There’s no reason to be bored in the Auckland region. Greg Dixon takes a look at 10 of the top offerings nature provides
Drink in the view
A day on Rotoroa
For more than 100 years, little Rotoroa Island in Auckland's Hauraki Gulf has been an island apart - off-limits to all but the boozehounds who were sent there to dry out at the Salvation Army's rehab centre. Today, they and their carers are gone and Rotoroa is the gulf's newest conservation estate - and a jolly fine day out for the family. At just 82ha, the island is large enough for a bit of a walk, but small enough not to get lost. There are three swimming beaches and places for picnics and barbecues. For those wanting to explore the history of the island there is an exhibition centre and the jail were the souses sobered up, as well as an 1860s schoolhouse, an old buttery and a chapel. There is also boutique accommodation in three cool, retro holiday homes. Return ferry tickets from Auckland to the island are $49 for adults, $29 for children or $127 for a family of two adults and two children. For more information, go to rotoroa.org.nz or call 0800 76 86 76.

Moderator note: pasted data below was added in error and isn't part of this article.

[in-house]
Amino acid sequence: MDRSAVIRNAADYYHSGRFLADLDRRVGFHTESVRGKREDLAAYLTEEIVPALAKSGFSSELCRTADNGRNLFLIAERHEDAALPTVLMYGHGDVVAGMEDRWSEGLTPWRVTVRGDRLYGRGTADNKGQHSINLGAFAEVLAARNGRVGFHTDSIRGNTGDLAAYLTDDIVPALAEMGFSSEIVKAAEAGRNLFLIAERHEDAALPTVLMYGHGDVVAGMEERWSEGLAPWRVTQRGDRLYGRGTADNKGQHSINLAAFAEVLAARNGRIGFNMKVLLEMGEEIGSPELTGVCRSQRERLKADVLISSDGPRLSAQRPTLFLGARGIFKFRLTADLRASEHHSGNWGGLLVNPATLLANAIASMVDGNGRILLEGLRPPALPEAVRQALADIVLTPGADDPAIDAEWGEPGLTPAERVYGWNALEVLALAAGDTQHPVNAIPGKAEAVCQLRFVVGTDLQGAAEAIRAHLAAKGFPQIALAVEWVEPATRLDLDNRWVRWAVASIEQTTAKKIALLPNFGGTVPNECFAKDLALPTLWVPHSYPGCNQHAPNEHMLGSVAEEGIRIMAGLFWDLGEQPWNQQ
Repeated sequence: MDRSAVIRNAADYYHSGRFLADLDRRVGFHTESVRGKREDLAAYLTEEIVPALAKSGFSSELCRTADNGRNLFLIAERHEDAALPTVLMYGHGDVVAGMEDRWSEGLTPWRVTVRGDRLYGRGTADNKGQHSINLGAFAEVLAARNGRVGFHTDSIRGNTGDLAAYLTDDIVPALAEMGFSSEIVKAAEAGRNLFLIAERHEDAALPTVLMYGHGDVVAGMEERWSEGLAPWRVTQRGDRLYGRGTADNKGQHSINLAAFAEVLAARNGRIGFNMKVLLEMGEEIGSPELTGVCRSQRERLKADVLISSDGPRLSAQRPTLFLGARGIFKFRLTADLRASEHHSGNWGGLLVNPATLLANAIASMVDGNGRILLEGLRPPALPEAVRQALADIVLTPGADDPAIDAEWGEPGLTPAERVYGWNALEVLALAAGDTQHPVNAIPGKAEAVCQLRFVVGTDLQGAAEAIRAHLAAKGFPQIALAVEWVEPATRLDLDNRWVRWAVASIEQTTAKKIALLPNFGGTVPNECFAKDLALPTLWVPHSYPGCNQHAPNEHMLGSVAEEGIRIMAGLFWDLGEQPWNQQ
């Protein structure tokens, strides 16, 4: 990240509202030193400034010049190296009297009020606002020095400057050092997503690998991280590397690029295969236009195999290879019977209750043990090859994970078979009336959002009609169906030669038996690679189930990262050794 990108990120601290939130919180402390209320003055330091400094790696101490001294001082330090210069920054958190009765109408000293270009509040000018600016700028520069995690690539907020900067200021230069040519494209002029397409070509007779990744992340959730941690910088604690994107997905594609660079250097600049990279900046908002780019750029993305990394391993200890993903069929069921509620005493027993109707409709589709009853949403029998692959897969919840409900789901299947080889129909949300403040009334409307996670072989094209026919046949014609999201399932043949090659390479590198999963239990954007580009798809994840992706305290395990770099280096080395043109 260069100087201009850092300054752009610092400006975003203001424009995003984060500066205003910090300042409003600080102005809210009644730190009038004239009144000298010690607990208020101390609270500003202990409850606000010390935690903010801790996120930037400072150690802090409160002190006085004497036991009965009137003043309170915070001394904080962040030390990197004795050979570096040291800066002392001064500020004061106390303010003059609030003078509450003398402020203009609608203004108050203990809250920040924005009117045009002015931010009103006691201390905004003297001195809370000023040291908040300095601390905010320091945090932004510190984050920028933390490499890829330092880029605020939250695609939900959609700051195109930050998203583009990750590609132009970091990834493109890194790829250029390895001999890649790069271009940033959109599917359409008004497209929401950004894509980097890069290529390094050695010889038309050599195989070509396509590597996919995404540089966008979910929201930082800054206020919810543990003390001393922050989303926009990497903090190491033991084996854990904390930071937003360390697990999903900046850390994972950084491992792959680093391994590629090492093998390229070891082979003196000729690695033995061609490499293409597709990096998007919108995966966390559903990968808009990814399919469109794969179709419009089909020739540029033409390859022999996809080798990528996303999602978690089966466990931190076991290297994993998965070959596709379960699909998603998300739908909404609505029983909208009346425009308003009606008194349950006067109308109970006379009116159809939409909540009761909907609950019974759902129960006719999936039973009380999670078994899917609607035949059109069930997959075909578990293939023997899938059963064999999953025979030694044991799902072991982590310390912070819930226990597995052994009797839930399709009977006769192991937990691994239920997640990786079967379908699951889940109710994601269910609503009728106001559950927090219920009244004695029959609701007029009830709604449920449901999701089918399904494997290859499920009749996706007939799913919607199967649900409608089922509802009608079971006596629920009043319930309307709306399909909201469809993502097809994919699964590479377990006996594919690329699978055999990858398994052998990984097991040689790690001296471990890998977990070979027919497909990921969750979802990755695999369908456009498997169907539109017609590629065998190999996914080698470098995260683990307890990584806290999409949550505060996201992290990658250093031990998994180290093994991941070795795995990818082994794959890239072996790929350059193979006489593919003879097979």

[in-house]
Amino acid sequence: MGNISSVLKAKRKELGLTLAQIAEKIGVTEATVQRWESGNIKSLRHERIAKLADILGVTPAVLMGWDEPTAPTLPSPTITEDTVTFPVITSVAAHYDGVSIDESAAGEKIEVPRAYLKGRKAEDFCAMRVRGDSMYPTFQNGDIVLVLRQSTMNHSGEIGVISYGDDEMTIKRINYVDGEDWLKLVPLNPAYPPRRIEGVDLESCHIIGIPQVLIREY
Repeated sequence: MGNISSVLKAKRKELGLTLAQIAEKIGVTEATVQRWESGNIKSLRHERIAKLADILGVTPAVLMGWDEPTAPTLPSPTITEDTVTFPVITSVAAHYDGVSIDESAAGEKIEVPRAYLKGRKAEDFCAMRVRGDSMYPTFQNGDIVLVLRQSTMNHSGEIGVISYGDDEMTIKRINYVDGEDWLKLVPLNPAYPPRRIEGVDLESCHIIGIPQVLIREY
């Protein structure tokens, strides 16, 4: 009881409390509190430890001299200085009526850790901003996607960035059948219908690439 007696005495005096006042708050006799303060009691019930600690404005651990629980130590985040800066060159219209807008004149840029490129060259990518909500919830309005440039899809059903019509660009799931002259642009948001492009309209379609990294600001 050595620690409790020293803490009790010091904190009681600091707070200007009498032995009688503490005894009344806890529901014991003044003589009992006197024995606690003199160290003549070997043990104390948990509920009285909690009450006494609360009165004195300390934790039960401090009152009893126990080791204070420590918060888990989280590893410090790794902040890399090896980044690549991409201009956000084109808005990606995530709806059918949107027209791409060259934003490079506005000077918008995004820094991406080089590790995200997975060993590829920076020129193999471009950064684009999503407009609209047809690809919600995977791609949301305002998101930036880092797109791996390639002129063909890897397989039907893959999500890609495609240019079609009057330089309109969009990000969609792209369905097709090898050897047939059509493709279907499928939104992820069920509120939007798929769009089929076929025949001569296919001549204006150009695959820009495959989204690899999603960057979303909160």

Art of the Gulf
Headland: Sculpture in the Gulf, Waiheke Island
Billed as the country's premier contemporary outdoor sculpture festival, this offers a combination of 30 new, large-scale sculptures from established and emerging artists exhibited against a backdrop of amazing coastal views along a spectacular 2.5km walkway. This year marks the 10th anniversary and, to celebrate this milestone, the organisers have a much expanded Waiheke "experience" awaiting visitors with the introduction of a new Pavilion at Matiatia Bay. This year the artists include Christian Nicolson, Fatu Feu'u and Gregor Kregar. Headland is open daily from 8.30am from January 25 to February 17. For more information, visit sculptureonthegulf.co.nz
A real tweet